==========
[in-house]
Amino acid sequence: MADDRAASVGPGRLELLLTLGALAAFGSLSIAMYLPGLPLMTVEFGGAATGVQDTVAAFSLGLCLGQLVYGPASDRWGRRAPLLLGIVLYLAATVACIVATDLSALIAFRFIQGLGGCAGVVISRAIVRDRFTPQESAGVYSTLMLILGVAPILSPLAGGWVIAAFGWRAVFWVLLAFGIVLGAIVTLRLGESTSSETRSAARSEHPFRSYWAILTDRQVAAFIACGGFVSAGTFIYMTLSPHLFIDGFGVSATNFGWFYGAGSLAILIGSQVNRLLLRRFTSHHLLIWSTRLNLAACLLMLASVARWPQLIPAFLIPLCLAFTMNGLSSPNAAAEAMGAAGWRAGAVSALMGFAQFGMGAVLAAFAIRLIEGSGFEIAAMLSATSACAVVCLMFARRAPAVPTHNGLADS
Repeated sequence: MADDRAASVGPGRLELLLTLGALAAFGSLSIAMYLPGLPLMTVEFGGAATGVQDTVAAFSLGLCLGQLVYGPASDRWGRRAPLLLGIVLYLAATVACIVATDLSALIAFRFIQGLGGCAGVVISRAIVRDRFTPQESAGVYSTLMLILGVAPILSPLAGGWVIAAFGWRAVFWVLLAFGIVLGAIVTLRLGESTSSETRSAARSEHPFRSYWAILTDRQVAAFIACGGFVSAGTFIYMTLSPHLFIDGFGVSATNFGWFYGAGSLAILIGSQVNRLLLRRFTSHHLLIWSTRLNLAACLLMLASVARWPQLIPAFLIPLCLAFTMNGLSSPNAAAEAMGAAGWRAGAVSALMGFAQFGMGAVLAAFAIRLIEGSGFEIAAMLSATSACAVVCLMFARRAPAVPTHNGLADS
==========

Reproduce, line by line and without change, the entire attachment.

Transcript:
[in-house]
Amino acid sequence: MADDRAASVGPGRLELLLTLGALAAFGSLSIAMYLPGLPLMTVEFGGAATGVQDTVAAFSLGLCLGQLVYGPASDRWGRRAPLLLGIVLYLAATVACIVATDLSALIAFRFIQGLGGCAGVVISRAIVRDRFTPQESAGVYSTLMLILGVAPILSPLAGGWVIAAFGWRAVFWVLLAFGIVLGAIVTLRLGESTSSETRSAARSEHPFRSYWAILTDRQVAAFIACGGFVSAGTFIYMTLSPHLFIDGFGVSATNFGWFYGAGSLAILIGSQVNRLLLRRFTSHHLLIWSTRLNLAACLLMLASVARWPQLIPAFLIPLCLAFTMNGLSSPNAAAEAMGAAGWRAGAVSALMGFAQFGMGAVLAAFAIRLIEGSGFEIAAMLSATSACAVVCLMFARRAPAVPTHNGLADS
Repeated sequence: MADDRAASVGPGRLELLLTLGALAAFGSLSIAMYLPGLPLMTVEFGGAATGVQDTVAAFSLGLCLGQLVYGPASDRWGRRAPLLLGIVLYLAATVACIVATDLSALIAFRFIQGLGGCAGVVISRAIVRDRFTPQESAGVYSTLMLILGVAPILSPLAGGWVIAAFGWRAVFWVLLAFGIVLGAIVTLRLGESTSSETRSAARSEHPFRSYWAILTDRQVAAFIACGGFVSAGTFIYMTLSPHLFIDGFGVSATNFGWFYGAGSLAILIGSQVNRLLLRRFTSHHLLIWSTRLNLAACLLMLASVARWPQLIPAFLIPLCLAFTMNGLSSPNAAAEAMGAAGWRAGAVSALMGFAQFGMGAVLAAFAIRLIEGSGFEIAAMLSATSACAVVCLMFARRAPAVPTHNGLADS